14. So I'm not a true Star Wars fan, huh, although I've seen every Star Wars movie in the theater as it was released (starting in 1977). I guess you're right, since I don't own any of the masks, uniforms, or a play light saber. How often do you wear yours, TODDVJ?
  15. Colin, nothing personal but if you're going to quote someone use his or her original words in context. The words you left out of my second sentence vastly changes its meaning: Original - "If you're sitting and listening to music critically the difference is usually obvious but if you're working or otherwise distracted it can be hard to notice." Misquoted - "If you do sit and listen to music critically the difference is obvious but it can be hard to notice." My griping is now concluded, its time for more of my demented opinions (groan): Colins suggestion of buying older used classical LPs is a great idea, except in reality you shouldnt expect but so much dynamic range (although you can find some great titles that were never released in CD format). A CD actually has much more dynamic range available than the average LP. Even the best half-speed mastered 180 gram LP just does get near a CD's 90db dynamic range (average LP's run 50-70 at best). I love my LPs but do recognize their limitations; I just appreciate them for the type of sound they have compared to CDs. Colins comment about orchestras hitting 130db peaks is true and ANY compression changes the sound negatively, so both formats are incapable of 100% accurate reproduction. If numbers were everything a CD would have sonic superiority but the problem there is that music is about more than dynamic range, signal-to-noise ratios, distortion, etc., etc. Rhythm, timing, timbre, and the natural decaying of notes are the main elements that determine whether the music sounds as it was recorded rather than like a tin can on a string. These elements are greatly affected by room size, shape, furnishings, source and amplification equipment, speakers, and rarely can be made to sound exactly like an original recording (especially live concerts). When all the variables are considered and combined its my opinion that LPs extract more of the right things needed from the analog wave than a CD can. I may be nuts but at least Ive got plenty of company in the asylum. The new formats may be a step forward but its starting to look like VHS vs Beta all over again. SACD supposedly has a 120db dynamic range while DVD-A can do around 140db but that doesnt mean the best format will win. DVD-As 140db range doesnt mean that it is automatically the best format either, but its a good start. The shame of it is that the winner wont be determined by consumers in a market economy but by big-money corporations using unscrupulous methods to try to bring an early demise to the competing format. Essentially, the corporation with the best lawyers will prevail, lets just hope some of the lawyers are music fans. Maybe some of them actually own turntables.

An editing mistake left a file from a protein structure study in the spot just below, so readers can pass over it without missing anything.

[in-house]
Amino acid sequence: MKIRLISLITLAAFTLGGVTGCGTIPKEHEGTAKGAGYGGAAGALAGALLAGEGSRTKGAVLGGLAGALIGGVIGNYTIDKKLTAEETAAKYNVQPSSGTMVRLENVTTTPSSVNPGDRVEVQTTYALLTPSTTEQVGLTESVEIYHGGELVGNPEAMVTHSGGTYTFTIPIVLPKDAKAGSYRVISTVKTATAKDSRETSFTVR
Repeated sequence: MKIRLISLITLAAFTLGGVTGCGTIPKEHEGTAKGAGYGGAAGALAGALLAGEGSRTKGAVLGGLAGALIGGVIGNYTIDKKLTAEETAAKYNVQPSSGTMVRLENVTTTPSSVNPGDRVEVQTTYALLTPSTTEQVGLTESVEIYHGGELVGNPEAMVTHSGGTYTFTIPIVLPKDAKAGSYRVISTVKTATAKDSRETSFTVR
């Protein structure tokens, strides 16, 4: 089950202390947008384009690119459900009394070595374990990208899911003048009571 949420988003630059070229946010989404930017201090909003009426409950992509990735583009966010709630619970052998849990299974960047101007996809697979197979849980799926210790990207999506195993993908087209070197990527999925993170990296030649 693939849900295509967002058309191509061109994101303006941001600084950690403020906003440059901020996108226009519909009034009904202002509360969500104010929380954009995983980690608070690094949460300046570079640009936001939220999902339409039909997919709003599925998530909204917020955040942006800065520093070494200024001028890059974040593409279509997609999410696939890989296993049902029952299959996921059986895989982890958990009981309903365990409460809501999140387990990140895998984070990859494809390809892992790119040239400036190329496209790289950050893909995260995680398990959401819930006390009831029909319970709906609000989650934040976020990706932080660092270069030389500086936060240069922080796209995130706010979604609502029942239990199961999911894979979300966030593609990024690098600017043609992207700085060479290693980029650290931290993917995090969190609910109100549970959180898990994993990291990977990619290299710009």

16. Besides the previously mentioned movies: "Gladiator" in DTS-ES, opening battle scene. If your system is set up properly the arrows fly in all directions, and when the catapults launch it will really show off a subwoofer's power. Another good one is "U571" in DTS, especially the depth-charging scenes. This DVD will really show off the overall power of your system as the explosions occur and the creaking noises from the submarine's hull move around the speakers quite a bit. On the quieter side, "Bram Stoker's Dracula" has very good effects. These aren't in-your-face type effects but are more subtle, there's numerous scenes where there are really creepy noises that move around the channels to give a good, eerie environment. Its enough to make my cats lift their heads up and look around when they're in the room. "The Haunting" in DTS-ES has pretty good effects also, but you need the room lights off and the volume up for proper enjoyment. As for Star Wars Episode 1, if you can get the DVD for free it may be a good demo disc but there's no way I would pay for one. The movie is not up to the originals and the Jar Jar character is so obnoxious that it brings back the need for "barf bags" in theaters. I saw it in the theater but won't be buying this DVD no matter how good the sound is.
  17. I would recommend a Rega Planet as a good, no frills CD player. They're expensive new but can be found used very easily on eBay, Audiogon, or the like for around $400.00 or so. The unit has a nice sound & excellent Burr-Brown DAC's so it is good as a stand-alone player. Buying used equipment is not as risky as it sounds and can save you significant amounts of money. If you get it from the original owner and they have the manual, box & packing it usually means they took good care of it. Also, I would not recommend putting ANY equipment on top of speakers, especially a CD player. Vibration from the speaker cabinets can affect the CD players sound and bring an early death to the circuit boards in any component. Any kind of shelf is better than putting components on top of speakers. Good luck!